When Do You Call Time Out?

February 2, 2018

We spend hours every week in pre-scheduled meetings, but do they always serve the needs of our organizations?

In fast moving, dynamic environments, prescheduled meetings don’t always match the needs of the work being done.

A core principle of good dynamic work design is to match the type of work to the way it’s done. Routine work can be done in cubes or on assembly lines, but thorny problems often require the “big brain” of a larger group. The key challenge is to design a system for quickly moving a piece of work to the right venue to get it done.

To see this principle in action, watch how NFL coaches use timeouts. Coaches start with a set of well-practiced plays and a game plan for a given opponent. They use the time between quarters and halftime (prescheduled meetings) to check in with players and make adjustments. But sometimes prescheduled meetings are not enough, you can’t afford to wait that long--you need to call “time out.” Time outs are short and sharply focused on the problem at hand.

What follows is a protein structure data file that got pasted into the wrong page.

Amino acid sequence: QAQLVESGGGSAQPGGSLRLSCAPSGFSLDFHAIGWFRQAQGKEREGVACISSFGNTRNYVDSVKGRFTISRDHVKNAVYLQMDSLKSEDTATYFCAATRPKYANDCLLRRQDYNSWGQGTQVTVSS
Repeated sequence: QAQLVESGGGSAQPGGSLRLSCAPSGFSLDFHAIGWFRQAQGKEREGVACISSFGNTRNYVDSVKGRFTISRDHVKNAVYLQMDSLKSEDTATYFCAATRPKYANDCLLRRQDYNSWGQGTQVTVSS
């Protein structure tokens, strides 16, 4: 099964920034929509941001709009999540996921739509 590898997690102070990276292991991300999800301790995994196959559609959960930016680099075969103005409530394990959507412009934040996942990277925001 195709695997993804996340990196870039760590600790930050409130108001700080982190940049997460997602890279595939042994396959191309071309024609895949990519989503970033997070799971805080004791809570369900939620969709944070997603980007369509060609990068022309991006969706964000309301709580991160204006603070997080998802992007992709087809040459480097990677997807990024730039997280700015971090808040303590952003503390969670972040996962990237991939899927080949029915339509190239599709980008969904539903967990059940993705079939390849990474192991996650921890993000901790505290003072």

You can’t escalate every issue, but rapid group problem solving sessions should be part of every manager’s toolkit. If you see a looming problem, don’t be afraid to call time out.

Nelson Repenning

Nelson helps translate successful fieldwork into underlying principles with rigorous academic underpinnings for use in his work at MIT as well as by ShiftGear.

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